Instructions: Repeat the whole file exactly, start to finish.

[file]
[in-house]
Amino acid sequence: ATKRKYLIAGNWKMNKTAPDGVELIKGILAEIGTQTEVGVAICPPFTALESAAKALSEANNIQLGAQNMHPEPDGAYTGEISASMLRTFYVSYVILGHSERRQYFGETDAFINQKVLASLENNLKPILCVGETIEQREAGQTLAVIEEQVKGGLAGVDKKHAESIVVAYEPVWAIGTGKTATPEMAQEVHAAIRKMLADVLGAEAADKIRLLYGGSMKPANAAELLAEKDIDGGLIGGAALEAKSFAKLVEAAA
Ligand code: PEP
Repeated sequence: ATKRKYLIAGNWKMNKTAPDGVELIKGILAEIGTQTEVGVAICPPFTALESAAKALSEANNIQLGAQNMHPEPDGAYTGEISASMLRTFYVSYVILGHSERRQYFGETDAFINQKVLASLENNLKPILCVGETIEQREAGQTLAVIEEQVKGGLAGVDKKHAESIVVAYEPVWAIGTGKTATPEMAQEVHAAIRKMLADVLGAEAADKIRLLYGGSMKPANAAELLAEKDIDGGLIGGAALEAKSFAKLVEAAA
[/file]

[in-house]
Amino acid sequence: ATKRKYLIAGNWKMNKTAPDGVELIKGILAEIGTQTEVGVAICPPFTALESAAKALSEANNIQLGAQNMHPEPDGAYTGEISASMLRTFYVSYVILGHSERRQYFGETDAFINQKVLASLENNLKPILCVGETIEQREAGQTLAVIEEQVKGGLAGVDKKHAESIVVAYEPVWAIGTGKTATPEMAQEVHAAIRKMLADVLGAEAADKIRLLYGGSMKPANAAELLAEKDIDGGLIGGAALEAKSFAKLVEAAA
Ligand code: PEP
Repeated sequence: ATKRKYLIAGNWKMNKTAPDGVELIKGILAEIGTQTEVGVAICPPFTALESAAKALSEANNIQLGAQNMHPEPDGAYTGEISASMLRTFYVSYVILGHSERRQYFGETDAFINQKVLASLENNLKPILCVGETIEQREAGQTLAVIEEQVKGGLAGVDKKHAESIVVAYEPVWAIGTGKTATPEMAQEVHAAIRKMLADVLGAEAADKIRLLYGGSMKPANAAELLAEKDIDGGLIGGAALEAKSFAKLVEAAA